Season 2 of Vida is just around the corner, and I had the chance to speak with Chelsea Rendon about Mari’s upcoming arc. We discussed her character’s challenges to maintain a balance between her family, jobs, and activism while trying to figure out her future.
Read the interview with Chelsea below (as well as my conversation with creator/showrunner Tanya Saracho) as you get ready for tomorrow’s premiere of Vida on the Starz app in the US, and on Crave in Canada.
Mari begins the season at a crossroads and is questioning her future. How does that affect her journey this season?
That, in general, is her arc. It’s that time in her life where she’s questioning everything. She’s overanalyzing it like everyone else [her age] does. If you think about being 21 or 22 years old, you’re out of college or out of the house for the first time, [and find yourself asking questions like], “What is my future going to be like? Am I on the path to have the future that I want? What do I have to change in order to do that?” Right now, she’s contemplating that. She wants more, but sometimes we don’t know exactly what the “more” is that we want.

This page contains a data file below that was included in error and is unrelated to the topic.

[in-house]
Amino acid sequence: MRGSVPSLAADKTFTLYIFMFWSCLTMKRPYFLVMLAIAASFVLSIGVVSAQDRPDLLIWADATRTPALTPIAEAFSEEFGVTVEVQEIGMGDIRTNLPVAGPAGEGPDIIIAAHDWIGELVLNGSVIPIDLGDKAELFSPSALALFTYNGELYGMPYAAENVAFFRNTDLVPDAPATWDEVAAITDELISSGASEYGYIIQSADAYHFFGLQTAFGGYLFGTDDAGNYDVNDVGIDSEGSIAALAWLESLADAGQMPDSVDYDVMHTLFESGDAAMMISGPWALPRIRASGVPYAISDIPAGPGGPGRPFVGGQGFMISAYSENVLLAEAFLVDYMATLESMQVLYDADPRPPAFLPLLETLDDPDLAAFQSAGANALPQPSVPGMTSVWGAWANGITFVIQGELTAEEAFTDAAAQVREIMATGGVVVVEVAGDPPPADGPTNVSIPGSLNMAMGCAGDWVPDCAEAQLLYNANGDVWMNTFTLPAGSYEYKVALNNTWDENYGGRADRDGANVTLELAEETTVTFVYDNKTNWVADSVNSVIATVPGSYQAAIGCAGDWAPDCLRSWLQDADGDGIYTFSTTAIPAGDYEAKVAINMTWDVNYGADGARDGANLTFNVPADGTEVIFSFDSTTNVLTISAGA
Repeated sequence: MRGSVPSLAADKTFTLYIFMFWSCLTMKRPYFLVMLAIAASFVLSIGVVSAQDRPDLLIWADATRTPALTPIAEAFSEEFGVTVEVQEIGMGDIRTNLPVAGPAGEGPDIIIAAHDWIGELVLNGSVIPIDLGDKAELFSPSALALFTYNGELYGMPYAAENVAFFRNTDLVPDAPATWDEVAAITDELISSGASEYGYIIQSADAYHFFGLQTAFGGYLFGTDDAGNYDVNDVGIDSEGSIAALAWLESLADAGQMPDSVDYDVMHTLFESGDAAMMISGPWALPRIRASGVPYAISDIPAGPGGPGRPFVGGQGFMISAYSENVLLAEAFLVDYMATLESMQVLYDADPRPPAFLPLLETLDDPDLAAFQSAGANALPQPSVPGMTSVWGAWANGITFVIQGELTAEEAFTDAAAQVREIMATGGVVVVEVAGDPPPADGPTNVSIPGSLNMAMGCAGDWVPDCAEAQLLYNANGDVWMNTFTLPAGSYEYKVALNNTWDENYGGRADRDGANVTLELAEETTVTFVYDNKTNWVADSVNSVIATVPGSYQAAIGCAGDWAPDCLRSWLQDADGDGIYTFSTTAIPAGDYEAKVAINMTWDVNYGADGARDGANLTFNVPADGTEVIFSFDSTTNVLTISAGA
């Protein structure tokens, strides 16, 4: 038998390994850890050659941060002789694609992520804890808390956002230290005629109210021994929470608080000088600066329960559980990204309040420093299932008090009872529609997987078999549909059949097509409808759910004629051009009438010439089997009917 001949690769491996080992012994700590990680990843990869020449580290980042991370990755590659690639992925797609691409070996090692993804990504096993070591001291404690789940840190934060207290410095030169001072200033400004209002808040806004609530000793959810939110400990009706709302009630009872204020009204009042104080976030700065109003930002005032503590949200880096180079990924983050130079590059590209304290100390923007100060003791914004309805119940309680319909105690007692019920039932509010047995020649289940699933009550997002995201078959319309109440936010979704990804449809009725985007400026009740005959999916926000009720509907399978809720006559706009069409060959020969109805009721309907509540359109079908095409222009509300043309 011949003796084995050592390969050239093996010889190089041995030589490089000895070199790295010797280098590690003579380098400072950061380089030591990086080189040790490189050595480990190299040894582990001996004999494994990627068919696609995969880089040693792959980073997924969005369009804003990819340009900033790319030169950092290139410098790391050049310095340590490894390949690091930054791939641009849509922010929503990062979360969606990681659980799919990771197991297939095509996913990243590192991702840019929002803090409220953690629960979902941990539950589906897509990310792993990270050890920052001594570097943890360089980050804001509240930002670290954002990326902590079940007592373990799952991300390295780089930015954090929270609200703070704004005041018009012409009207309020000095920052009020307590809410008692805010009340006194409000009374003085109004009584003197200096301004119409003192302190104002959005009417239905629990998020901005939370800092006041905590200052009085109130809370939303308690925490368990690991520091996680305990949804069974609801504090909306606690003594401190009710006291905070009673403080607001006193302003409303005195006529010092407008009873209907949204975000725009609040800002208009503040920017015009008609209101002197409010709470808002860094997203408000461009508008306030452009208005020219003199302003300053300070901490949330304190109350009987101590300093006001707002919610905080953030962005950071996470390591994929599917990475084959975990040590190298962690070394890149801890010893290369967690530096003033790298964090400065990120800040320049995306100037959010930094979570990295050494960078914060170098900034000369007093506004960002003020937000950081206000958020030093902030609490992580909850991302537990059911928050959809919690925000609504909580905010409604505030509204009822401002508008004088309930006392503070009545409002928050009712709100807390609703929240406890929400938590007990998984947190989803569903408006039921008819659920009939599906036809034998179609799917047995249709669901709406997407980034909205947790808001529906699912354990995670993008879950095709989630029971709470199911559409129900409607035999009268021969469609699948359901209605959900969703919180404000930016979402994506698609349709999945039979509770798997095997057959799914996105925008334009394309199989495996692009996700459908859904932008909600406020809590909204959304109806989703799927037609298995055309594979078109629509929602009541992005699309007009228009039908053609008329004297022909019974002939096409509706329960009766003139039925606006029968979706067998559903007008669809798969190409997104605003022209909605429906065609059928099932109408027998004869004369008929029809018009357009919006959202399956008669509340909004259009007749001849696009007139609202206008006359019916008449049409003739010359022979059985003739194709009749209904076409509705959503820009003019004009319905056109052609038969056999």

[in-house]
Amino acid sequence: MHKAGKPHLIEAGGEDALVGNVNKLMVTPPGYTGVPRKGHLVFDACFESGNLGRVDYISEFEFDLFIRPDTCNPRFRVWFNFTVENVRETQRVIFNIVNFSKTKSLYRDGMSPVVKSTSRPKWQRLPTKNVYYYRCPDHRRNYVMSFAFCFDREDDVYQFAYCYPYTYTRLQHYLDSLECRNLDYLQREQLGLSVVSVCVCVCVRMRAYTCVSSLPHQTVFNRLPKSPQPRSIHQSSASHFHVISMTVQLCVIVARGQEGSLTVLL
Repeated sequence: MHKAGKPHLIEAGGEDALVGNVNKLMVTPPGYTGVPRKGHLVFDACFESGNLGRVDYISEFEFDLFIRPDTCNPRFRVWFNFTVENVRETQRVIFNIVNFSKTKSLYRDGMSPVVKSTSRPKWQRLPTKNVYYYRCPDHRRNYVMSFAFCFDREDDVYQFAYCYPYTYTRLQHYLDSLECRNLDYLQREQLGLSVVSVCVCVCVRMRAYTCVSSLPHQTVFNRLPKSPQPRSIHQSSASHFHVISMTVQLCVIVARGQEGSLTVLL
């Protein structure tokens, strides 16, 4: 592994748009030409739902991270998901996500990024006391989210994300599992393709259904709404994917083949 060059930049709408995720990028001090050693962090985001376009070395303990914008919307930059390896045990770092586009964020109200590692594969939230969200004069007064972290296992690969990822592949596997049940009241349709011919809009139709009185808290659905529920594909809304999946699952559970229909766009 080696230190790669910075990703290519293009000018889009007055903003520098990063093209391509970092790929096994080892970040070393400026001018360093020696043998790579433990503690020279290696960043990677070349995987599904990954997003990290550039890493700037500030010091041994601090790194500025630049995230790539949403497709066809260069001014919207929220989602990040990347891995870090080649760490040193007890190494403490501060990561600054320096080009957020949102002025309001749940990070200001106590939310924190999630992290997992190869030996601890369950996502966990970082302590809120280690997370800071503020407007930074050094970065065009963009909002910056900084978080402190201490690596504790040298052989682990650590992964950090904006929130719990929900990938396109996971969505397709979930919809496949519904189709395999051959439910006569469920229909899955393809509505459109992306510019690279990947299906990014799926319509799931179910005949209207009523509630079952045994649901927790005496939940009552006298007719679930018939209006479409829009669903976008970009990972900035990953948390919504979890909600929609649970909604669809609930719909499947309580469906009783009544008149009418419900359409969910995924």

Is there an underlying fear that in order to find herself, she might have to leave her home and her community?
I don’t know if she necessarily would have to leave her community. But that may always be in the back of her mind. It’s something that she may not admit to herself. It’s that [idea] if you want to do better, sometimes you have to go away from the nest and then come back to fix it. She wants to do everything for her community and do better for them. First, she needs to figure out within herself what’s best for her in order to help her community.
She has a lot on her plate between caring for her family, work and activism, and it starts to take a toll on her.
She is trying to juggle so much. There’s an issue between Mari and Johnny because she feels like she’s carrying the weight and he’s not doing his part when it comes to taking care of their dad and the house. She’s also young and doesn’t manage her time well, so she’s oversleeping or running late. But her community is her life. These are the people she’s grown up with and she wants to help them, but sometimes she makes little mistakes. It’s about finding the balance [in her life].
Do you think Mari will ever see Emma and Lyn’s efforts with the bar as a positive for the neighborhood?
Mari is very narrow-minded in her views. At some point she might understand, but she’s never going to agree. She has her beliefs. Even if you’re trying to better yourself, gentefication is negative for the cause. Mari may understand why [they are doing it], but it doesn’t make it OK.
Any final thoughts on Season 2 of Vida?
If people liked Season 1, they’re going to love Season 2. You get to see more of these people, and dive [further] into their characters and their relationships with each other.
Photo Courtesy of Starz